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Jason Douglas Lewis - Stuntmen: Elite Athletes on the Big Screen

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Stuntmen: Elite Athletes on the Big Screen



Article originally published by The ATLX Channel. www.atlxtv.com

By Jason Lewis
Feature Writer


When the film industry needs somebody to jump out of a building, be thrown through a window, run across the top of a moving train, or perform countless other extreme maneuvers that are on display in blockbuster action films, it’s not the movie stars they call on. No, they call on elite athletes to step in.

Elite athletes in big-time Hollywood productions go nearly unnoticed because that’s exactly what they are supposed to do. Go unnoticed. Although some actors and actresses do some of their own stunts, many are far too dangerous. Tom Cruise is known to perform a lot of the action in his movies, but when it’s time for an extreme stunt, an elite athlete is called in to take the pounding or perform a maneuver that Cruise can’t do or is far too risky to do himself.

“You have stuntmen who come from Cirque Du Soleil, who are acrobats, they’re professional fighters, they’re Olympic athletes,” said Dr. T.J. White, who has worked in the industry for over 20 years. “These people are at such a high level of training. Some of them are mixed martial artists or wrestlers in college.”

White is a chiropractor, and at T-Minus Productions he is a stunt coordinator and second unit director. Throughout his career, he’s seen athletes from just about every sport perform insane stunts that a typical person wouldn’t think of trying. He considers stuntmen elite athletes because their workout regimen is on par with any NFL football player, NBA basketball player or Olympian. Stuntmen need to be able to be able to move their body to a higher degree than most competitive athletes, because a misstep could lead to them being hit by a moving truck.


Stuntmen are in the gym several times a week, and White said that stuntwomen are in the gym even more than that, performing intense workout programs to get their bodies in condition to take on an extreme workload.

For stunt doubles, they have to be on the same workout regimen as the star that they are stepping in for. When Dwayne “The Rock” Johnson bulks up, Tanoai Reed, Johnson’s stunt double, is right there in the weight room with him and is on the same diet so that he can match Johnson’s big and chiseled frame.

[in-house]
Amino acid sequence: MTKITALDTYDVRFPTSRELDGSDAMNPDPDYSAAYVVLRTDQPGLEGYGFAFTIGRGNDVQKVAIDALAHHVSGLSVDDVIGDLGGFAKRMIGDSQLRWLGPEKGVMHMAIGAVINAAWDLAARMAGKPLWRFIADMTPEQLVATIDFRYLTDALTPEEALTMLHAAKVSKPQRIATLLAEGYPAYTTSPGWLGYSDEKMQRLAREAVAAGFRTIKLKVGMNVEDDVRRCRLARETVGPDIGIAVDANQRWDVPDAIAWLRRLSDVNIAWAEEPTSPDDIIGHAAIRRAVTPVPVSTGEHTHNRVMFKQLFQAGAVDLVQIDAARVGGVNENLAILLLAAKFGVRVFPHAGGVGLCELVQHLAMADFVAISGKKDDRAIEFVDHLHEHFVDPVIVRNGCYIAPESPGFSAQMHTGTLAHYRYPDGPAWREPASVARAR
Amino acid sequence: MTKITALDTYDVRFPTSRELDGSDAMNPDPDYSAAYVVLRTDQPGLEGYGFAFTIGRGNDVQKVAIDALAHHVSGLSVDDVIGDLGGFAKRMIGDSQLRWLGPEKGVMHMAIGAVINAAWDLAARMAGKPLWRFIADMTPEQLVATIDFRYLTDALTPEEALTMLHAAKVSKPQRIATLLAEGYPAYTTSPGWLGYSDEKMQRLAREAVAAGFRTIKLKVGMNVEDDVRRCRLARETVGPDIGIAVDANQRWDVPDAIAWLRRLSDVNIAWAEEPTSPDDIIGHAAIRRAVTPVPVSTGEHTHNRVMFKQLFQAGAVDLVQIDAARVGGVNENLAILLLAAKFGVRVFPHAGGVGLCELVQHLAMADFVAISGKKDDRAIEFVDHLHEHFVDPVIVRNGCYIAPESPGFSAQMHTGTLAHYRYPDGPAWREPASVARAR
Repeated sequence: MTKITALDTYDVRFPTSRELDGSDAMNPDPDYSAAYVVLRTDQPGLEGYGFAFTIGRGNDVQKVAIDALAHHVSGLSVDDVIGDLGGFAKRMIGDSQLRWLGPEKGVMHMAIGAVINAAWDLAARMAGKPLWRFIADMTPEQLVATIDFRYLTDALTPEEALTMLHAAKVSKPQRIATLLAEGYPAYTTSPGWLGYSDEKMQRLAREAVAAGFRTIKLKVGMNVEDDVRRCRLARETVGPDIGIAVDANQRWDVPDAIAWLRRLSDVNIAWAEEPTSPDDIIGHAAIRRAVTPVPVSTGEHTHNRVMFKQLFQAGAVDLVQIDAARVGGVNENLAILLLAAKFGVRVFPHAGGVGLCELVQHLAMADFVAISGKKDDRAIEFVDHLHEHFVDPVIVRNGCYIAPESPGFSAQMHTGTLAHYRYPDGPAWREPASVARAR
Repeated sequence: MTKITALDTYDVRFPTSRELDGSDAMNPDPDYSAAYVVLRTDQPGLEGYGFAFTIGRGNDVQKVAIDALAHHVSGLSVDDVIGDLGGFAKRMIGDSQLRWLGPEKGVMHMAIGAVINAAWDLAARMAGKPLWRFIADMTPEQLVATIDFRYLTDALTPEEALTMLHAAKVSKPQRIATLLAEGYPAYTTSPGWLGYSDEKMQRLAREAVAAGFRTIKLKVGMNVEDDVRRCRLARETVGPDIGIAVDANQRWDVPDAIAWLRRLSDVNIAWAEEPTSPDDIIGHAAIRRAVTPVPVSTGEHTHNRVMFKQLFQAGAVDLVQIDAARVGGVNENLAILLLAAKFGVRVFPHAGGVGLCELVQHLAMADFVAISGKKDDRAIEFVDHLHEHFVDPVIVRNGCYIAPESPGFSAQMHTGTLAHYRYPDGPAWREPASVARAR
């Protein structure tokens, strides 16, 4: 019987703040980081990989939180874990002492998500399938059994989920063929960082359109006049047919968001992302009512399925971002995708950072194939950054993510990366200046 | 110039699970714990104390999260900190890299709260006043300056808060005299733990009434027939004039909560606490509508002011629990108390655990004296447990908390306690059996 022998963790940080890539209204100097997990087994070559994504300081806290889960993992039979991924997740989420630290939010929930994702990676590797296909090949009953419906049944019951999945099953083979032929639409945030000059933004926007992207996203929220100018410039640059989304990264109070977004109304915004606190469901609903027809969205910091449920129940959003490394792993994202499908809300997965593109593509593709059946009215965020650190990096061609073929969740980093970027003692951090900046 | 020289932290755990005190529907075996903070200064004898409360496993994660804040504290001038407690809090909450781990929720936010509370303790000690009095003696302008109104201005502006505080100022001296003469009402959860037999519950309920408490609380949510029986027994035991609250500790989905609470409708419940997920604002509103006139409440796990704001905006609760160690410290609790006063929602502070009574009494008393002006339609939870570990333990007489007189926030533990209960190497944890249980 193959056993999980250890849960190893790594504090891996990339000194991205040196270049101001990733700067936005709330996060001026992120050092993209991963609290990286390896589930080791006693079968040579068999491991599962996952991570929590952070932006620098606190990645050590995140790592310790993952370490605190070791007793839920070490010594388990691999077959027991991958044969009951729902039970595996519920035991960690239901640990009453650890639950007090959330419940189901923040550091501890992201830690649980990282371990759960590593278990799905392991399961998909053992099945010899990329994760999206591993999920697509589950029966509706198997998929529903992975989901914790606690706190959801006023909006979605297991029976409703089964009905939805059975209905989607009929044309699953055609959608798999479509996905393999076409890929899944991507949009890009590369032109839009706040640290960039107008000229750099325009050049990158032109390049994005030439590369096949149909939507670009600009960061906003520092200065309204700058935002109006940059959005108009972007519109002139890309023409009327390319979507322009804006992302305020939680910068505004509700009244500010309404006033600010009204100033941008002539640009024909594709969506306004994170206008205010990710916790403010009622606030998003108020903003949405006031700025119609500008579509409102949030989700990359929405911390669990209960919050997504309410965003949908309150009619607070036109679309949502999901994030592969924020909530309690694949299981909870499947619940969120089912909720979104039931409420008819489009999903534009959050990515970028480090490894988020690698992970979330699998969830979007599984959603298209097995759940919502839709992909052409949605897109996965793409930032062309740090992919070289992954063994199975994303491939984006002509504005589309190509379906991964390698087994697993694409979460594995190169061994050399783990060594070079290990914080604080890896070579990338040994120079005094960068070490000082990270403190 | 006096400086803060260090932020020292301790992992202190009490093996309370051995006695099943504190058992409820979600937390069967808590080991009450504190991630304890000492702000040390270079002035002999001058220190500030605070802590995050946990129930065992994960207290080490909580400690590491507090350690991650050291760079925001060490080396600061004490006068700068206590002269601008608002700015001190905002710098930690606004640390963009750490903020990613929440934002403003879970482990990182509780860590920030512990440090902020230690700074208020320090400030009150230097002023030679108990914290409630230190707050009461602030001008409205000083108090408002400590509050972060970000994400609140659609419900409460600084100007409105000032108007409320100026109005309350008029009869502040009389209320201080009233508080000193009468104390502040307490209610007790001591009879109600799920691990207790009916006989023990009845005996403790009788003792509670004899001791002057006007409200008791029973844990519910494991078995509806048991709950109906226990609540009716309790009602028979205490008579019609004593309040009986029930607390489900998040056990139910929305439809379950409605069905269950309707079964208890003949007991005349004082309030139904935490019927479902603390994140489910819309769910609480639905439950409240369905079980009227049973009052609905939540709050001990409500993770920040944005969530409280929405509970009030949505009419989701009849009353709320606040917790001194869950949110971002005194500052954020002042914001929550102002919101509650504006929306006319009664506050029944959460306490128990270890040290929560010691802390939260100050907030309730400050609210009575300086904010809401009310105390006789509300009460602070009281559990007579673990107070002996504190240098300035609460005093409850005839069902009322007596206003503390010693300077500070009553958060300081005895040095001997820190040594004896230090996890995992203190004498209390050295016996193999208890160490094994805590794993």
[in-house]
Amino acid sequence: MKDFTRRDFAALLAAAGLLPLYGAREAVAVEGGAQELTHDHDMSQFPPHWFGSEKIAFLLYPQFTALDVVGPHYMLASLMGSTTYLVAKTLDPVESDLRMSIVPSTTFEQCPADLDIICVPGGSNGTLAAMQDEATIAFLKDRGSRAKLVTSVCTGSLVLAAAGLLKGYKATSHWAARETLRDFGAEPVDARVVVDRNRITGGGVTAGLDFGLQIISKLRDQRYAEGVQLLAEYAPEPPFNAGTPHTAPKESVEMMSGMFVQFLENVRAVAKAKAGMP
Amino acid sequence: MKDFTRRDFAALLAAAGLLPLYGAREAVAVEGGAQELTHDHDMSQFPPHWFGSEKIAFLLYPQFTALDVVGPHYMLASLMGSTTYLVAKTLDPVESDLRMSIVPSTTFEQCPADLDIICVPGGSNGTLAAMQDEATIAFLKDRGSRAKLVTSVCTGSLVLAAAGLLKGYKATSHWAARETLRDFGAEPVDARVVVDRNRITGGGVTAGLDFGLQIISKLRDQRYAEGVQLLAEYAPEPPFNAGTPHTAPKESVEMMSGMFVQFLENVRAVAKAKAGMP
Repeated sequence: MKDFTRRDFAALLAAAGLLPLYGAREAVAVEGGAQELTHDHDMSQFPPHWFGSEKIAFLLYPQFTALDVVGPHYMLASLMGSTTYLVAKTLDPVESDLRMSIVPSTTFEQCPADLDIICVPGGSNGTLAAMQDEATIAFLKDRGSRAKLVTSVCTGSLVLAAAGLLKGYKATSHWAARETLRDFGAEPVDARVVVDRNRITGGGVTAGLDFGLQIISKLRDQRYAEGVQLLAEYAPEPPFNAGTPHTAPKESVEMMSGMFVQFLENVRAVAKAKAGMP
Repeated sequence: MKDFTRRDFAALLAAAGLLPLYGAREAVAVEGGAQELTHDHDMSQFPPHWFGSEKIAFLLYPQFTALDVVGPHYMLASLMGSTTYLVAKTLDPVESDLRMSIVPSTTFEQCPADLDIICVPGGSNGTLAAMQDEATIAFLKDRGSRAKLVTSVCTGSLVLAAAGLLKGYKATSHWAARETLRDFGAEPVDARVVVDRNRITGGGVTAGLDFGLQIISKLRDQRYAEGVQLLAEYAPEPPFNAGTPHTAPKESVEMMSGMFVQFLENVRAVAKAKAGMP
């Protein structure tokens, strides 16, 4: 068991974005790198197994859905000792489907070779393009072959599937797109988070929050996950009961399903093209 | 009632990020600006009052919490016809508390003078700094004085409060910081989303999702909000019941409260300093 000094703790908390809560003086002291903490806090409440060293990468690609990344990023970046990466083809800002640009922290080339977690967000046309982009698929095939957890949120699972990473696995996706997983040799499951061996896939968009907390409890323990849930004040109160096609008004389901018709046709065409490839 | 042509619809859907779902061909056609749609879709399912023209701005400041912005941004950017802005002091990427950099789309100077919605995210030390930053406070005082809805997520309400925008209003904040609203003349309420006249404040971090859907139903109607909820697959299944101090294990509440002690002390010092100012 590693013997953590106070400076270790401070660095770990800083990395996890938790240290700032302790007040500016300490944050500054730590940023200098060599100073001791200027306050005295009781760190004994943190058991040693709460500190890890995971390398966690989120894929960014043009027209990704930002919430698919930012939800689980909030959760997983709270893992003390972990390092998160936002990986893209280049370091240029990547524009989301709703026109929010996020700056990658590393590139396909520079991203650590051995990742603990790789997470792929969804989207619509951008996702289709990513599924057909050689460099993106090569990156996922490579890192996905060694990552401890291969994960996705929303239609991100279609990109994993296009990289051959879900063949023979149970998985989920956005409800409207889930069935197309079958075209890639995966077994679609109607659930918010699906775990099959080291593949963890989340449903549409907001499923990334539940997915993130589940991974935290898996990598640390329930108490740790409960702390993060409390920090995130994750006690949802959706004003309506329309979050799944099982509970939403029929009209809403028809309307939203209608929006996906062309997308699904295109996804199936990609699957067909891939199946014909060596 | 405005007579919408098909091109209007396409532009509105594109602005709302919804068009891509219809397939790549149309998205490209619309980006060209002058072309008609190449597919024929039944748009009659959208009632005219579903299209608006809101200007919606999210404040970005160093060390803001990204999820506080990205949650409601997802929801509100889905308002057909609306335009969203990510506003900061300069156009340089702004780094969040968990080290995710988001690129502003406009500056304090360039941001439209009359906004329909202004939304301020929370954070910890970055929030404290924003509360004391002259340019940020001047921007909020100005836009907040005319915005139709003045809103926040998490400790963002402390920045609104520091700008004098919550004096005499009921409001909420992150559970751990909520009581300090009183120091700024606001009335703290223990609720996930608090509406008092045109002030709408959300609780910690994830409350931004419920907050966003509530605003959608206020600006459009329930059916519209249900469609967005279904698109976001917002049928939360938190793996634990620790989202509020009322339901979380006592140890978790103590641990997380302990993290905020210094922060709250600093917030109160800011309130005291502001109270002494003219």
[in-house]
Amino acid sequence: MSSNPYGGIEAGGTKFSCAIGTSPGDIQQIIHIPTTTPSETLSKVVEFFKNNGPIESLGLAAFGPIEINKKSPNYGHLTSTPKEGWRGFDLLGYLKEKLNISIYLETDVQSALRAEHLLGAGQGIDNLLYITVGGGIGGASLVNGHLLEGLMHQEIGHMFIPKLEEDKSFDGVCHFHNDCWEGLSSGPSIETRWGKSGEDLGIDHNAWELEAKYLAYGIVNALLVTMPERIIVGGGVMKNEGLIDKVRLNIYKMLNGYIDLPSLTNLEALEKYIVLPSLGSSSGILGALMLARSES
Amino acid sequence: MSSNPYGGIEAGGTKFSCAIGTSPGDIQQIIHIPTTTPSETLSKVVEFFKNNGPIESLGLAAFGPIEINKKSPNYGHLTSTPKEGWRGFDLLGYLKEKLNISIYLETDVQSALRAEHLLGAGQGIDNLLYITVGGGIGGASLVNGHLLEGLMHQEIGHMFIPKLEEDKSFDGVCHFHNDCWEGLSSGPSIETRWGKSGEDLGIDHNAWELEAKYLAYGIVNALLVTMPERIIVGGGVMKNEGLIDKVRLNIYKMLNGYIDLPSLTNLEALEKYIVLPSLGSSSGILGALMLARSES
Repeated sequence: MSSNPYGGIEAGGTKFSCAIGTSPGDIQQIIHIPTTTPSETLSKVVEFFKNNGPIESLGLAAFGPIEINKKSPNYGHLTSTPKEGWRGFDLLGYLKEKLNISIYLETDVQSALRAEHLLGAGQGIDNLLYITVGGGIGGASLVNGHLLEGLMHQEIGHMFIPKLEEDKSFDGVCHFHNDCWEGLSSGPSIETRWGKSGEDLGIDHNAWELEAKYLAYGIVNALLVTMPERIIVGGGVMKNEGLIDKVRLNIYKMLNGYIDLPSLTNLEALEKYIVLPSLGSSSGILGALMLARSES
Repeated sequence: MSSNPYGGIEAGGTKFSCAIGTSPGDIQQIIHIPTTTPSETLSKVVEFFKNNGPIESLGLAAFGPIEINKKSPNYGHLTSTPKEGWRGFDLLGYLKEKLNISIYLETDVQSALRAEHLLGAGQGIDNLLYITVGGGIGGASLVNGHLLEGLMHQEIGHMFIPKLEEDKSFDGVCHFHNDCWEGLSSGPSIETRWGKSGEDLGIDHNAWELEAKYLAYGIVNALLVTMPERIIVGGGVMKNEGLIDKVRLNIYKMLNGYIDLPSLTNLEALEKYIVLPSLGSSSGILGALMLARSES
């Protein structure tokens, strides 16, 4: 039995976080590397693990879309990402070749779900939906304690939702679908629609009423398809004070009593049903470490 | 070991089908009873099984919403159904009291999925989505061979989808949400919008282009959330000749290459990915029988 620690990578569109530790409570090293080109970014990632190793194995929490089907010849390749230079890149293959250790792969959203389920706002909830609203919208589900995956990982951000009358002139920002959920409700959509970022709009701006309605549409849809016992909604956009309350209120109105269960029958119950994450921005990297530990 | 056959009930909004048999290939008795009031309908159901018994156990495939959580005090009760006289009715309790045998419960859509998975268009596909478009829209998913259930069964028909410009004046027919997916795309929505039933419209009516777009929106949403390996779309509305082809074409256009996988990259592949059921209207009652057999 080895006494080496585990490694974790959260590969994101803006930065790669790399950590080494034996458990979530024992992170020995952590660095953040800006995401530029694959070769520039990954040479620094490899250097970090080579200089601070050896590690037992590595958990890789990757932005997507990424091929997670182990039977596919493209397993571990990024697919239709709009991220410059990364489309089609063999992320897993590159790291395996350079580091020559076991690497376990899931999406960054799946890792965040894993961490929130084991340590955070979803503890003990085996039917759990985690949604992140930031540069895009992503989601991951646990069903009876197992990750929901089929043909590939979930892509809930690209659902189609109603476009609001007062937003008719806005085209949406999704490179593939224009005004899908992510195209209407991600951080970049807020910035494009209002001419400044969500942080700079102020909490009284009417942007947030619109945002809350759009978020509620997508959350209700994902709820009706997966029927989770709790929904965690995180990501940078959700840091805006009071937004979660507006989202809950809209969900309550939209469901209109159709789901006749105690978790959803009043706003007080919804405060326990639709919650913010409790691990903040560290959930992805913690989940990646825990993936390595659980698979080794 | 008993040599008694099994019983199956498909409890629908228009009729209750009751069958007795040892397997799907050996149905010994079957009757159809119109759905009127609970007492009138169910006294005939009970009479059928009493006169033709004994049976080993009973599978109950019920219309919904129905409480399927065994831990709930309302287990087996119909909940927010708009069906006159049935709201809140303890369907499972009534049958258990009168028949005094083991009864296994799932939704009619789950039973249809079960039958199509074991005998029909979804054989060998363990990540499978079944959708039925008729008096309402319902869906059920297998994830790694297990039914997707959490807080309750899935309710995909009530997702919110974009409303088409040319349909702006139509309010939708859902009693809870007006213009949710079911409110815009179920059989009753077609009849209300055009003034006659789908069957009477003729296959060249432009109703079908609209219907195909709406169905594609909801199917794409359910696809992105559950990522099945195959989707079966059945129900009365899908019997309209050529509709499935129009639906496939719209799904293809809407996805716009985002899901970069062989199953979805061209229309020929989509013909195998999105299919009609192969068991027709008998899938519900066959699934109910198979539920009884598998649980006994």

Reed needs to be big to double for Johnson, but White points out that most stuntmen’s diet and exercise regimens are not about being big and bulky.

“For somebody that wants to get into the movie industry and they bulk up and get rigid and muscular, that is not the physique that we look for in stuntmen,” White said. “Very few stuntmen who have that physique are able to work regularly because they don’t have the flexibility to do certain stunts.”

Strength is of great importance, but muscle flexibility is the key as stuntmen have to be able to position their bodies just right to hit their mark. They hit the weights hard, but they also perform active isolated stretching, yoga, band workouts, a lot of cardio such as running and hiking, and they have taken up parkour, which helps them jump and tumble over and through various objects. Another workout that stuntmen have taken up is paddle boarding, a sport requiring athletes to stand on a huge surf board using a paddle to move themselves through the water.

“It helps with core strength,” White said. “The guys know that the core is so important for throwing your body on the ground, throwing it over a car, and for the more athletic stunts. The core with paddle boarding is amazing because you have to balance yourself on top of the board with your feet, and then you have to pull yourself with the paddle.”

As important as it is for a stuntman to move his body, it is just as important to stay healthy.

“It all centers around injury prevention,” White said. “When you’re doing stunts, a lot of it is about the trauma that the body is put through.”

White has had his work cut out for him over the years, as he helped a number of stuntmen bounce back after taking blows that would have the average Joe laid out.

“At one time I treated about 80 percent of the stunt community, so I’ve seen every injury imaginable,” White said. “Some chiropractors couldn’t believe that I would treat the patients because one day they would come in with a sore neck, but then they would come back the next day because they did a car hit. Through chiropractic care I was able to get the flexibility to get the nerves to flow properly to let their bodies heal optimally.”

Staying healthy and in great shape also means having a healthy diet.

“They have to have a clean diet, because it is all about inflammation in the tissues and in the muscles,” White said. “If they are not eating clean, the body’s ability to heal itself becomes extended.”

Stuntmen train their bodies year-round for their profession, just like any elite athlete, because their bodies are their livelihoods. Their athletic abilities may not be noticed by most movie-goers, but the athletics that they can perform are on par with any athlete.

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